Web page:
audience, Author, Drama, Fiction, Indie Author, writing

Reel Them Back In

Von was just minding her own business, going to the break room at our job when she was accosted by one of our readers. She’d just finished reading our third book and demanded to know what would happen next. She begged and begged, promising to buy our next book, she just had to have the answer. Like we always do, Von told her she would have to wait until the next book is out.

We’ve been bribed, extorted and threatened by readers/coworkers who after reading the ending of one book, wants to know how the cliffhanger is going to be resolved in the next. I think it’s one thing as authors we’ve gotten right. Every one of our books end with bait to get the reader to buy the next one.

If you’re an author with one off books with unconnected stories it won’t work. But if you’re planning a series you may want to give your readers extra incentive to come back. A cliffhanger doesn’t have to be the damsel in distress tied to the railroad tracks. It could be as simple as will they or won’t they get together, which of the characters is hiding a pregnancy, or what’s in the briefcase the villain has been carrying around.

Whatever you decide, don’t be shocked if your readers get confrontational and want to know what happens next.

 

 

 

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audience, Author, Fiction, Indie Author, writing

Bursting the Bubble

One of our readers asked if we ever considered the possibility of hiring models to pose as our main characters for the cover of our books, The Body Hunters. We politely said no, it wasn’t something we would consider.

Reading is about imagination and fantasy. My vision of what Danielle Labouleaux and that fine hunk of a man, Aiden Stone look like may be different from my co-author’s vision of them, which is different from our reader’s vision of what the couple looks like.  Putting two models on the cover could be disruptive to the reader’s experience and may turn them off if the model’s appearance is not what they had in mind.

I confess that the same thing happened to me with a series of novels I read. The series was briefly turned into a TV series. Now the male protagonist got a pass, he looked like I would imagine his character to be. His female partner was not. The actress was blond while the character was a brunette. She looked Hollywood glamorous while in the books the character was a bit of a tomboy and an athlete. For whatever reason I just couldn’t fall in love with the show like I wanted and the changes in appearance may have been why. Now I’m afraid to pick up the next book in the series because I think the show may have ruined it for me.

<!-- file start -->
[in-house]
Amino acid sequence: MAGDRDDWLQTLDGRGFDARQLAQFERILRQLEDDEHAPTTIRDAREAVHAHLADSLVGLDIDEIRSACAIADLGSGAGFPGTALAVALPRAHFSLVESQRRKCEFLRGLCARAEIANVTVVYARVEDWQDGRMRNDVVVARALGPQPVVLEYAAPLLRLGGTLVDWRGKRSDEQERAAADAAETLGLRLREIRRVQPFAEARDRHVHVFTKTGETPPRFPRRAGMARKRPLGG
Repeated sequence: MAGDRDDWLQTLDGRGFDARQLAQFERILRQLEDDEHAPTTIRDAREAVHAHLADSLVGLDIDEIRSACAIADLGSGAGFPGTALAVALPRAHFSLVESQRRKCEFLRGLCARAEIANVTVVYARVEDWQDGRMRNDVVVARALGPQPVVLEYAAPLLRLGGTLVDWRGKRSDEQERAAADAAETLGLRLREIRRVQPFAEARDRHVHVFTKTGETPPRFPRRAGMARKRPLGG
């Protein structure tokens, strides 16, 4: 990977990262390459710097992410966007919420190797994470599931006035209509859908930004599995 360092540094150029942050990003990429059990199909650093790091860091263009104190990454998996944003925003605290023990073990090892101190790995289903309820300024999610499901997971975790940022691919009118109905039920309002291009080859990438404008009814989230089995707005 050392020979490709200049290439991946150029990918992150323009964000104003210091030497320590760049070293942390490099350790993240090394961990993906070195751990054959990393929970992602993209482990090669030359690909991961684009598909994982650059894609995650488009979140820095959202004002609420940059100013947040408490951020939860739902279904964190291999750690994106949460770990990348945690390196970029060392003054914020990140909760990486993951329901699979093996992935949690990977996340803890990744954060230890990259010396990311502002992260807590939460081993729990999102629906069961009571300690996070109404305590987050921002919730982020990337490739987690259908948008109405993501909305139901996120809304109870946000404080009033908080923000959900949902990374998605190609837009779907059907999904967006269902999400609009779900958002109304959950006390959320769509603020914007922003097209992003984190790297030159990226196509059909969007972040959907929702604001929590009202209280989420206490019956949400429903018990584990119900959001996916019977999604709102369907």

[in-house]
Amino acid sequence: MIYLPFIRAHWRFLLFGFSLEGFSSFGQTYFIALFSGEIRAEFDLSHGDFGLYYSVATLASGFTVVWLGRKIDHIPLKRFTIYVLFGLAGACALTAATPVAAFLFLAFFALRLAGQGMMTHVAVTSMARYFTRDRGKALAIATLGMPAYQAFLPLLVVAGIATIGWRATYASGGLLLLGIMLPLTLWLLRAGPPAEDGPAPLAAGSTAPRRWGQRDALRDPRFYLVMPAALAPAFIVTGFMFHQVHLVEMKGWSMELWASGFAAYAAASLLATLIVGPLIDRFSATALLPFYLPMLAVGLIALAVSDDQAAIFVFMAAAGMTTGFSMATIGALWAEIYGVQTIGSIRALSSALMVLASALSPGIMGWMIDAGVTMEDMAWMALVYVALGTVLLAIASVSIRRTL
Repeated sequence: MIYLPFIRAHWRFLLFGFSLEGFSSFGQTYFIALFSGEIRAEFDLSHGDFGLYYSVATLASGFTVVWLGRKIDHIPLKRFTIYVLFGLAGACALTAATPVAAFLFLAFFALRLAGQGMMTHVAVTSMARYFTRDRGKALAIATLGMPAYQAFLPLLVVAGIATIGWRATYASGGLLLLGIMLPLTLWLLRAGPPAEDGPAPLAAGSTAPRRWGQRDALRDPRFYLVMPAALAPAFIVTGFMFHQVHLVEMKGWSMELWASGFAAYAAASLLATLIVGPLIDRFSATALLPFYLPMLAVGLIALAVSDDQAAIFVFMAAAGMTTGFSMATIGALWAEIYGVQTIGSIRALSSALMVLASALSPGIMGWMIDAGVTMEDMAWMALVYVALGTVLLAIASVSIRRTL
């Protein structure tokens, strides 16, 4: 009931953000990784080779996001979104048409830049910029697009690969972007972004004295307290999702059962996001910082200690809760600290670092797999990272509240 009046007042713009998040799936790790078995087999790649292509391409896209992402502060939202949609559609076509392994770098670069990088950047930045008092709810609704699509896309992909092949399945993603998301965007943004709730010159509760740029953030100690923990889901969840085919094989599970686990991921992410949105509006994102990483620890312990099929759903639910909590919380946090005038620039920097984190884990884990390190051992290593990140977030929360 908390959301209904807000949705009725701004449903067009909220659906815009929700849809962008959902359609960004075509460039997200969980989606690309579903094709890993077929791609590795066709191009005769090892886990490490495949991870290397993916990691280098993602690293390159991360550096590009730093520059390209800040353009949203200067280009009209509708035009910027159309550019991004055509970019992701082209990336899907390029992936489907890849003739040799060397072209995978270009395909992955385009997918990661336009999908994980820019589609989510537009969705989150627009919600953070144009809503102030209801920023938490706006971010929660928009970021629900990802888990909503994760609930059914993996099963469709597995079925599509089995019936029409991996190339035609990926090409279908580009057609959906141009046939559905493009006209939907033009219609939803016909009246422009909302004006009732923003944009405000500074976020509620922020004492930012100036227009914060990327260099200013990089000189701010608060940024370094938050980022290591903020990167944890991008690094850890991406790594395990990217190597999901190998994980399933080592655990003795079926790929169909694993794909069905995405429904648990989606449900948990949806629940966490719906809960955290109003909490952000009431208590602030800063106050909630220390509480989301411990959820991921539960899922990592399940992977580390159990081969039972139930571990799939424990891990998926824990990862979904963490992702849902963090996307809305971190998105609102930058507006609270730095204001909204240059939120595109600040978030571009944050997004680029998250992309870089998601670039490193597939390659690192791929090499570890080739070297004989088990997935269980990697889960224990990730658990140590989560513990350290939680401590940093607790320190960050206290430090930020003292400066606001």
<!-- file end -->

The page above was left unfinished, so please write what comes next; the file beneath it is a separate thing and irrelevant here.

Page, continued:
It’s something to consider as an author when the time comes around to design your book covers. Sometimes letting your audience use their own imagination is the best policy. Besides, the actor I envision as Aiden Stone is a little too busy making movies to worry about a book cover shoot. : )

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audience, Author, customer service, customers, life lessons, money, shopping, Uncategorized, writing

First Impressions

Last week my job ordered lunch for our team from an upscale pizzeria, Buddy’s. Another location of the same chain opened about two weeks on my street and I was wondering how the food would taste. Needless to say I was disappointed. Other than the lasagna, which was delicious, the rest of the pasta was flat and tasteless and the salad looked like someone just opened one of those instant salads you can buy at the grocery store. The restaurant which could have gained me as a customer failed to impress me, so I’ll be spending my money elsewhere.

The same is true for me and my relationship with Sonic restaurants. I tried them at first three years ago when one opened around the corner from me. I ordered a chili dog and got home to discovered a bun with nothing but chili in it which completely turned me off the restaurant chain. I haven’t visited since.

These restaurant’s loss of my business is the reason first impressions are important, no matter what type of business you run.  So go all out. Don’t be shy. Dare to impress your potential clientele. If you don’t wow your customer or your reader from the start, chances are you’ve lost them for good.

 

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audience, Author, etiquette, Indie Author, Social Media, Twitter, Uncategorized

What is Twitter Etiquette?